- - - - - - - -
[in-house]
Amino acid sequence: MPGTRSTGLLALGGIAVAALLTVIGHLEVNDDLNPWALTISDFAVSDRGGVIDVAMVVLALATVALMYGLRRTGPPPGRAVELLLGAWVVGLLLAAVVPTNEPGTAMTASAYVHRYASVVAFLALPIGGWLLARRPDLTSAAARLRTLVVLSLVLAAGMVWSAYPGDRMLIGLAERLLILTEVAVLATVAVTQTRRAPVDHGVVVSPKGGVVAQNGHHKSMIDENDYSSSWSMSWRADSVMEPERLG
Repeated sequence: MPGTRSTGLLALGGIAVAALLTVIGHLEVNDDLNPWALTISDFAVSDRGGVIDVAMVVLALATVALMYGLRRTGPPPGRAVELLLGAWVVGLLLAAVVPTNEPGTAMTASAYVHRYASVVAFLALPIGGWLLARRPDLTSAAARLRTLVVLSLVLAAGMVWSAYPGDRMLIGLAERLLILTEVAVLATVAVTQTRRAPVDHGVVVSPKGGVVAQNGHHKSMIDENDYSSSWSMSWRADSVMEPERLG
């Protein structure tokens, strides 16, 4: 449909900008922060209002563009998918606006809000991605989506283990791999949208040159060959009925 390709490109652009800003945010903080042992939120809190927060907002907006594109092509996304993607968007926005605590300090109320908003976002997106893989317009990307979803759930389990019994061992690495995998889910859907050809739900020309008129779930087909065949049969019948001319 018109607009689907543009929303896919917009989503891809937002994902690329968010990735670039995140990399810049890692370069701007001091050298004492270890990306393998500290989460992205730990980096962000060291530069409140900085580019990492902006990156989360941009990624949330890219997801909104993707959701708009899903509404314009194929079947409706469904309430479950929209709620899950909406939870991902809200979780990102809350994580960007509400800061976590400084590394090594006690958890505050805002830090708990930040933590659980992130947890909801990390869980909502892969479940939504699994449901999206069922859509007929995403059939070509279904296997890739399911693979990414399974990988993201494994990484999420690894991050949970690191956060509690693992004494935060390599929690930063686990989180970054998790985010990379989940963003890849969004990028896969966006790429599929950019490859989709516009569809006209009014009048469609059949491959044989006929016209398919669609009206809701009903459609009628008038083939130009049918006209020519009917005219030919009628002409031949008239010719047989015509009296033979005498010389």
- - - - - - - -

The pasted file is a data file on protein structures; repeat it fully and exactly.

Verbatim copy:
[in-house]
Amino acid sequence: MPGTRSTGLLALGGIAVAALLTVIGHLEVNDDLNPWALTISDFAVSDRGGVIDVAMVVLALATVALMYGLRRTGPPPGRAVELLLGAWVVGLLLAAVVPTNEPGTAMTASAYVHRYASVVAFLALPIGGWLLARRPDLTSAAARLRTLVVLSLVLAAGMVWSAYPGDRMLIGLAERLLILTEVAVLATVAVTQTRRAPVDHGVVVSPKGGVVAQNGHHKSMIDENDYSSSWSMSWRADSVMEPERLG
Repeated sequence: MPGTRSTGLLALGGIAVAALLTVIGHLEVNDDLNPWALTISDFAVSDRGGVIDVAMVVLALATVALMYGLRRTGPPPGRAVELLLGAWVVGLLLAAVVPTNEPGTAMTASAYVHRYASVVAFLALPIGGWLLARRPDLTSAAARLRTLVVLSLVLAAGMVWSAYPGDRMLIGLAERLLILTEVAVLATVAVTQTRRAPVDHGVVVSPKGGVVAQNGHHKSMIDENDYSSSWSMSWRADSVMEPERLG
């Protein structure tokens, strides 16, 4: 449909900008922060209002563009998918606006809000991605989506283990791999949208040159060959009925 390709490109652009800003945010903080042992939120809190927060907002907006594109092509996304993607968007926005605590300090109320908003976002997106893989317009990307979803759930389990019994061992690495995998889910859907050809739900020309008129779930087909065949049969019948001319 018109607009689907543009929303896919917009989503891809937002994902690329968010990735670039995140990399810049890692370069701007001091050298004492270890990306393998500290989460992205730990980096962000060291530069409140900085580019990492902006990156989360941009990624949330890219997801909104993707959701708009899903509404314009194929079947409706469904309430479950929209709620899950909406939870991902809200979780990102809350994580960007509400800061976590400084590394090594006690958890505050805002830090708990930040933590659980992130947890909801990390869980909502892969479940939504699994449901999206069922859509007929995403059939070509279904296997890739399911693979990414399974990988993201494994990484999420690894991050949970690191956060509690693992004494935060390599929690930063686990989180970054998790985010990379989940963003890849969004990028896969966006790429599929950019490859989709516009569809006209009014009048469609059949491959044989006929016209398919669609009206809701009903459609009628008038083939130009049918006209020519009917005219030919009628002409031949008239010719047989015509009296033979005498010389």